Singapore’s Razer gives up costly ASEAN e-wallet battle

SINGAPORE — The high-cost battle to capture Southeast Asia’s growing e-wallet market has claimed a major casualty, with Singaporean startup Razer announcing it will shut down a business that had over 1 million users.

Razer, primarily a gaming hardware maker, will stop its Razer Pay e-wallet at the end of September. The withdrawal could make other tech companies rethink their e-wallet strategy and pave the way for industry consolidation.

“The app will no longer be available from October 1, 2021 onwards,” Razer said in a notice on its website, instructing account holders to withdraw their balance. Payments will only be accepted until the end of this month, and new sign-ups are no longer allowed.

Razer’s e-wallet shutdown comes as the high costs of customer acquisition weigh on operators. The company explained it will narrow its focus to business-to-business digital payments, in which it provides payment processing services for merchants.

“We took the view that if you have capital — not unlimited — and if you want to invest in certain areas, it was the decision that the B2B business has the opportunity,” said Lee Li Meng, Razer’s chief strategy officer and head of its fintech unit. He told reporters on Wednesday that the e-wallet business involves a lot of user acquisition costs, “especially in Southeast Asia.”

Razer Pay was launched first in Malaysia in July 2018 and then Singapore in March 2019, acquiring about 1.1 million users in total.

Originally, Razer started the payment service to allow gamers to buy its gaming items online. Then it expanded the service for nongamers by installing it at offline merchants such as convenience stores and even vending machines. Touted as an “e-wallet for youths and millennials,” it targeted young consumers, including those who do not have a bank account or a credit card.

But competition in the field only intensified. Like Razer, many tech companies entered the e-wallet space as an extension of their existing business, such as ride-hailing, hoping to tap the region’s nascent payment market. Malaysia alone, for example, had 53 providers as of October last year, of which 47 were not banks, according to a report by S&P Global.

The biggest e-wallet operators in Southeast Asia include Singapore’s Grab and Indonesia’s Gojek. They have been aggressively expanding GrabPay and GoPay as the core of their “superapp” strategies. There are also well-funded local champions such as Vietnam’s MoMo. Traditional banks, like DBS Group Holdings, also have a strong presence.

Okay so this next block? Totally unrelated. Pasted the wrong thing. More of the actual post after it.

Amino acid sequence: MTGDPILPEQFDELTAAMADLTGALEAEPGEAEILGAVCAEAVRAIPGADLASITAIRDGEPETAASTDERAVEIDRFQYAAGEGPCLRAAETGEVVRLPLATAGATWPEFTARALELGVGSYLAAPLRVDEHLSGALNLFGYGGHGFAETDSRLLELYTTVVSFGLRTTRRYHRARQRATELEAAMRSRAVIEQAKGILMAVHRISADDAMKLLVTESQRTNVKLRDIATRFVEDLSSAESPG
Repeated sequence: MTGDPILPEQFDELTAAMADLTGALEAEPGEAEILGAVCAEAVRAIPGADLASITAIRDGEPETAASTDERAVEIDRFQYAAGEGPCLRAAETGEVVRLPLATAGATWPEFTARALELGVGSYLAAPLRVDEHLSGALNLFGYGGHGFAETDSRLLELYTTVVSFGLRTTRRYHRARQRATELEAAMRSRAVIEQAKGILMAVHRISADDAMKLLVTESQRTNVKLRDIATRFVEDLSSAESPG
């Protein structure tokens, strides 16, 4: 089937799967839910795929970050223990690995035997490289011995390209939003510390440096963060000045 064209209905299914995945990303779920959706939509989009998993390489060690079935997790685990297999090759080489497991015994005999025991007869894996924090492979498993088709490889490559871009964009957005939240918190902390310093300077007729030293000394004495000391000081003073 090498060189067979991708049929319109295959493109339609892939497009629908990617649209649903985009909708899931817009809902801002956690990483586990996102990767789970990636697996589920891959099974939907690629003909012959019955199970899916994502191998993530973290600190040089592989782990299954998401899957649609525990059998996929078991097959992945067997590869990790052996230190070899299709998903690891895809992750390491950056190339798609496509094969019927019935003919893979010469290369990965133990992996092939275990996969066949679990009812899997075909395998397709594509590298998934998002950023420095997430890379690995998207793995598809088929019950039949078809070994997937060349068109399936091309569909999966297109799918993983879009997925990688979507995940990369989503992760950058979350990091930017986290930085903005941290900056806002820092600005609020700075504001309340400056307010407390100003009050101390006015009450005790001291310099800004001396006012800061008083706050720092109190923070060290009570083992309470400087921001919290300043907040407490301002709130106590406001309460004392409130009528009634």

Notably, Singapore’s e-commerce giant Sea has dramatically increased its e-wallet presence over the past year as the COVID-19 pandemic accelerated digitalization. It spent as much as $166 million on marketing its digital finance business during the April-June quarter, such as cash-back campaigns, resulting in a quarterly operating loss of $159 million for that business.

“For a platform that primarily centers on gaming, convincing both existing Razer users and, more importantly, new users to use Razer Pay would have been incredibly challenging and expensive, especially as gaming doesn’t naturally tie into spending money, say, in a convenience store or buying groceries online,” said Zennon Kapron, director at financial research company Kapronasia in Singapore.

“Razer seems to have come to the realization that continuing to grow the e-wallet business would have been both incredibly expensive and a continuing distraction to their core business of gaming.”

Indeed, Razer appears to be much more focused on its core gaming business, which has steadily grown throughout the pandemic. On Wednesday, the Hong Kong-listed company reported a net profit of $33.9 million for the six months through June, compared with a $17.3 million net loss a year earlier.

Meanwhile, the focus of Southeast Asia’s e-wallet battle is shifting to the next phase. E-wallet operators hope to add other services such as online lending and microinsurance to scale their fintech businesses. Sea, for example, acquired a bank in Indonesia to provide digital banking services in the country.

Razer had also eyed that direction. It applied for a digital banking license in Singapore. “We know in the long run a wallet by itself, just as a payment, is something that’s very difficult to make money [with] because there’s competition not just in a country but regionally with the bigger players,” Lee told Nikkei Asia in an interview in early 2020.

But Razer lost in the digital bank bidding to Sea and Grab, which might have made the company rethink its consumer fintech strategy.

With Razer heading for the exit, the pressure is growing for other e-wallet players.

“Losses appear to be mounting for technology firms,” an analyst at S&P Global said in the report, pointing out that revenues from payment services are limited. “The e-money market could see consolidation, and the tech firms are likely to seek mergers or close collaborations.”

Kapron pointed out that a unique value proposition is critical for an e-wallet. “The e-wallet space in ASEAN won’t be won necessarily by size, but by ecosystem,” he said, noting that Tencent Holdings’ WeChat Pay in China is successful because millions of Chinese use the app not just to pay for things but also to chat with friends and be entertained.

“The ASEAN wallet that is able to provide a similar sticky value proposition that encourages users to use the platform on a daily basis will be the winner,” Kapron said.


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